Food Stamps Kept 4 Million Out Of Poverty In 2012

Food Stamps Kept 4 Million Out Of Poverty In 2012

WASHINGTON -- Food stamps kept 4 million Americans out of poverty last year, the government announced Tuesday in its annual update on income, poverty and health insurance coverage.

Coincidentally, Republicans in the U.S. House of Representatives this week are moving legislation that would reduce enrollment in the Supplemental Nutrition Assistance program by roughly the same number. According to a new analysis from the Congressional Budget Office, 3.8 million fewer Americans would receive food stamps next year if the GOP nutrition bill became law. The bill would trim SNAP spending by about 5 percent, saving $39 billion over 10 years.

The 3.8 million Americans who would lose benefits under the proposal would not all be thrown directly into poverty. One way the bill saves money is by requiring more applicants for food help to prove their assets few enough and their income low enough to qualify; currently, many SNAP beneficiaries qualify based solely on their participation in another means-tested program, such as Medicaid. The CBO says eliminating so-called "categorical eligibility" would deny benefits to 2.1 million people, most of whom presumably would not have incomes below the poverty line.

In 2012, the government considered a family of three earning less than $19,090 annually to be officially poor. Fifteen percent of Americans, or 46.5 million people, lived in households below the poverty line last year, the Census Bureau said Tuesday. The poverty rate didn't budge from its 2011 level.

The Census Bureau doesn't count non-cash benefits like food stamps, rent subsidies and tax credits in its official measure of poverty, but it offers alternate estimates of how those programs would have changed the official count. "If SNAP benefits were counted as income, 4 million fewer people would be categorized as in poverty in 2012," the bureau said in Tuesday's report.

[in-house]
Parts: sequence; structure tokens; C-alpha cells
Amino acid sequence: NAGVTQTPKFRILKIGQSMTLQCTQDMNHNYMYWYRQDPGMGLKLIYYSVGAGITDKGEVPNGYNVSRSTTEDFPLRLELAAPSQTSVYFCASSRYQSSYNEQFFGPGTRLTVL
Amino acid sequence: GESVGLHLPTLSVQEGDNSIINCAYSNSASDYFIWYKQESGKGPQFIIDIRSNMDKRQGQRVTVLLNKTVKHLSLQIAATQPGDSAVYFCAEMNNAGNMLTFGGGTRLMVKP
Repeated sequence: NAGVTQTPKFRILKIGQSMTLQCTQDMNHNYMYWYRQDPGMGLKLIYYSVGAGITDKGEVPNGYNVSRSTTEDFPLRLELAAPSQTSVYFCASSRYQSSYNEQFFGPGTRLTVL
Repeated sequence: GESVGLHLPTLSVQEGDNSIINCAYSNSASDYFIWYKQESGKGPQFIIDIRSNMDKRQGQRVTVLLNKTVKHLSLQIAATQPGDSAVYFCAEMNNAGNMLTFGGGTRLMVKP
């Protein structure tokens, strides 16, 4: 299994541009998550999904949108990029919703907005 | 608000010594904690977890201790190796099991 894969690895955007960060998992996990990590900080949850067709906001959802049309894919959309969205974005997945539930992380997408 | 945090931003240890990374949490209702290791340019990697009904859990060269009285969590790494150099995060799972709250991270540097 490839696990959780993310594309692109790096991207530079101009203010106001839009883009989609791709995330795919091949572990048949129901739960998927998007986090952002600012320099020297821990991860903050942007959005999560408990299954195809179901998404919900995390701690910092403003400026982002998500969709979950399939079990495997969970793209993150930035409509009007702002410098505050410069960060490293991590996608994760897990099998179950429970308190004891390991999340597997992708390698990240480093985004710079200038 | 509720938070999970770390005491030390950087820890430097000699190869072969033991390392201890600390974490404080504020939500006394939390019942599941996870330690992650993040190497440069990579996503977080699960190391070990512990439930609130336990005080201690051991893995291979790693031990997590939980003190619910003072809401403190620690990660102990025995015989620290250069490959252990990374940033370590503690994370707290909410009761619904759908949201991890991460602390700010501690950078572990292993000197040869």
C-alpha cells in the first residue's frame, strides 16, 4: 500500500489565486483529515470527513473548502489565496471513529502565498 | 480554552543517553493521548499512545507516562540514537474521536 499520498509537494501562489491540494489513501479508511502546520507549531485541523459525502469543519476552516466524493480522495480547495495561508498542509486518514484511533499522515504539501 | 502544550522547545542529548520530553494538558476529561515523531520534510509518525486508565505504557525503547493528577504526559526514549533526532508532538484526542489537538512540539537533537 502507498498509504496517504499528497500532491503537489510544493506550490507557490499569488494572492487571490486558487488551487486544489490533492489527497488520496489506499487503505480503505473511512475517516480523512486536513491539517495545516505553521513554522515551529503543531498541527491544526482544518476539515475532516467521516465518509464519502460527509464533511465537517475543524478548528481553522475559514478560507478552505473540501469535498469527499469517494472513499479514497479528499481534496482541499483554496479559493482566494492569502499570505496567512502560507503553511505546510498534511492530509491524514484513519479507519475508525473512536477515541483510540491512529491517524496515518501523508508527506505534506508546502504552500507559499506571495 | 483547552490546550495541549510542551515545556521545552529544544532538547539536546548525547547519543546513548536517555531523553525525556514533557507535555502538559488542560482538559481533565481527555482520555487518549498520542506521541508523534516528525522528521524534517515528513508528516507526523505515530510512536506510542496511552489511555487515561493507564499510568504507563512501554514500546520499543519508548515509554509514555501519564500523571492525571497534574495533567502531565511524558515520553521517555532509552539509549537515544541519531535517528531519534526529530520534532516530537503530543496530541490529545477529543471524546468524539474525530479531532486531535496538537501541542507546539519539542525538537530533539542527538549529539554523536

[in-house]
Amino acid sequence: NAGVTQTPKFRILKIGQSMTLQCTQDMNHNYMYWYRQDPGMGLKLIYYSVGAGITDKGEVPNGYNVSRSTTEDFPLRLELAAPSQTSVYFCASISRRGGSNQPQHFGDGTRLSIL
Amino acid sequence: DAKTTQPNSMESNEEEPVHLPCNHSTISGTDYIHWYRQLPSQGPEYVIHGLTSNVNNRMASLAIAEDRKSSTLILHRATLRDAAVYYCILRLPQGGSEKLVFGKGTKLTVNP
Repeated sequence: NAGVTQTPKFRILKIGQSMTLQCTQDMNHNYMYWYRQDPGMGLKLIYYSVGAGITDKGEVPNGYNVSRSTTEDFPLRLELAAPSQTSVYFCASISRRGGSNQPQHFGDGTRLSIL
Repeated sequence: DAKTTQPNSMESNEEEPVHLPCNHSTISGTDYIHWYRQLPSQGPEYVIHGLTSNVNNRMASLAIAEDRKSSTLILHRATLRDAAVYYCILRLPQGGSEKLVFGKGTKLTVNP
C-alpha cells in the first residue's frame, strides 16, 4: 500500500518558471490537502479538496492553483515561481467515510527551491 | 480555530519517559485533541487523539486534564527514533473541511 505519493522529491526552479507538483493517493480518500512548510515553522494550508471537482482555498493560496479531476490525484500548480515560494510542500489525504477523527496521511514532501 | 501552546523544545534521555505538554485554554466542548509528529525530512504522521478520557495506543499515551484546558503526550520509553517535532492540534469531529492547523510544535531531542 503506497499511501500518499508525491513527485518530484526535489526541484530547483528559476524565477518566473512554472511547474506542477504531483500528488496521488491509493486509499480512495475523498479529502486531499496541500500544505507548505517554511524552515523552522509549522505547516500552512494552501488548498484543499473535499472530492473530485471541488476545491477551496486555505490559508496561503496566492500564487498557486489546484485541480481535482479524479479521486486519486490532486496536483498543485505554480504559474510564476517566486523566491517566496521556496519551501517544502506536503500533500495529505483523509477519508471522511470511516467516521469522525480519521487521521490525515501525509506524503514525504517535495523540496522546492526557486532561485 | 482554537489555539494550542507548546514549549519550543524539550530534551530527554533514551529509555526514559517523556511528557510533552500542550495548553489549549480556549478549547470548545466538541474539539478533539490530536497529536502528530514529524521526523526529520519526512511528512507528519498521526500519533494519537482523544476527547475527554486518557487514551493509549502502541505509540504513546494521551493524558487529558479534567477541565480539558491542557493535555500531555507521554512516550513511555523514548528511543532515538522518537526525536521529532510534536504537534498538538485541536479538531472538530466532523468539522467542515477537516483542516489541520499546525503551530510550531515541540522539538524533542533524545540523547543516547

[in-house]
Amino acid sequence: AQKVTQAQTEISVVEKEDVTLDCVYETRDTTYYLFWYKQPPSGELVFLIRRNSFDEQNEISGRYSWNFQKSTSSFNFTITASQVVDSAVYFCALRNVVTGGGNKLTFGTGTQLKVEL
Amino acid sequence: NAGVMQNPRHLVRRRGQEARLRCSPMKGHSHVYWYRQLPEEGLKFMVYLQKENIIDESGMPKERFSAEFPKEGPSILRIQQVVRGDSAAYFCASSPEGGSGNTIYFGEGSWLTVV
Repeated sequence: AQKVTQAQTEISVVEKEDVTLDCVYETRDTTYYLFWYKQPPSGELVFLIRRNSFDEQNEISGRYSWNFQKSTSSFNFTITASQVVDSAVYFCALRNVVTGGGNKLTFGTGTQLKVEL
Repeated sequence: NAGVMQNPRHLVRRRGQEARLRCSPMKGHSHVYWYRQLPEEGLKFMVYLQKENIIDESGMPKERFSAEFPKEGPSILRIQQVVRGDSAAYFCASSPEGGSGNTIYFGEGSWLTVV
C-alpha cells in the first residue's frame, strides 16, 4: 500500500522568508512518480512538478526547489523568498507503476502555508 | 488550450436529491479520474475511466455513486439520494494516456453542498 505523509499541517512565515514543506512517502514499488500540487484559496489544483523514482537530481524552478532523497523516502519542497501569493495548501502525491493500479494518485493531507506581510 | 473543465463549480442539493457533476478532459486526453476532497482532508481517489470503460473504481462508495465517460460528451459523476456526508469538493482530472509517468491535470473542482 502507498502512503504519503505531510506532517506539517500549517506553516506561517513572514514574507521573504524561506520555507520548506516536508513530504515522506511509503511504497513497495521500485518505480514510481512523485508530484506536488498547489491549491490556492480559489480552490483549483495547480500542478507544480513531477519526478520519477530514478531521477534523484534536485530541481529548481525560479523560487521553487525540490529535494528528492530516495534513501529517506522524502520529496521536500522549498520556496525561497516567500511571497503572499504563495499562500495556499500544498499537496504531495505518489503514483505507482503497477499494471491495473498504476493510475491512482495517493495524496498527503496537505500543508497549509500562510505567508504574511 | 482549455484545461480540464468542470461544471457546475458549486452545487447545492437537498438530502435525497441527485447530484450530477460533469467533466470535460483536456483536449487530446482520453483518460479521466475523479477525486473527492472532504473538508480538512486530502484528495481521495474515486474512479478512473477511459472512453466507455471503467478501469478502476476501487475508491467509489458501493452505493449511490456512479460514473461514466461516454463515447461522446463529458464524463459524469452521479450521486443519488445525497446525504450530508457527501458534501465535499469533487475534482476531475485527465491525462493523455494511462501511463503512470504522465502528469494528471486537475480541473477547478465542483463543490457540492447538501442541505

"This report shows that SNAP is working as an anti-poverty program as well as a nutrition program," Elizabeth Lower-Basch of the Center for Law and Social Policy said in an email. "It also shows that a key reason that the number of people receiving SNAP benefits has not declined since the official end of the recession is that the economy did not actually improve for most low- and medium-income households."

The liberal Center on Budget and Policy Priorities noted in a Tuesday blog post that 2012 saw the highest-ever number of people lifted from poverty by SNAP.

Republicans announced this week the House will vote Thursday on food stamps. The House bill in its present form is unlikely to become law, however, as anything that passes the lower chamber would have to be reconciled with the more moderate legislation that has already been approved by the Senate.

Of course, Republicans have no stated interest in throwing people into poverty. The office of House Majority Leader Eric Cantor (R-Va.), who is leading the GOP food stamps charge, put it this way: "This bill not only restores the integrity of this safety-net program, it will help beneficiaries become more self-sufficient."

This story has been updated to include comment from Cantor's office.

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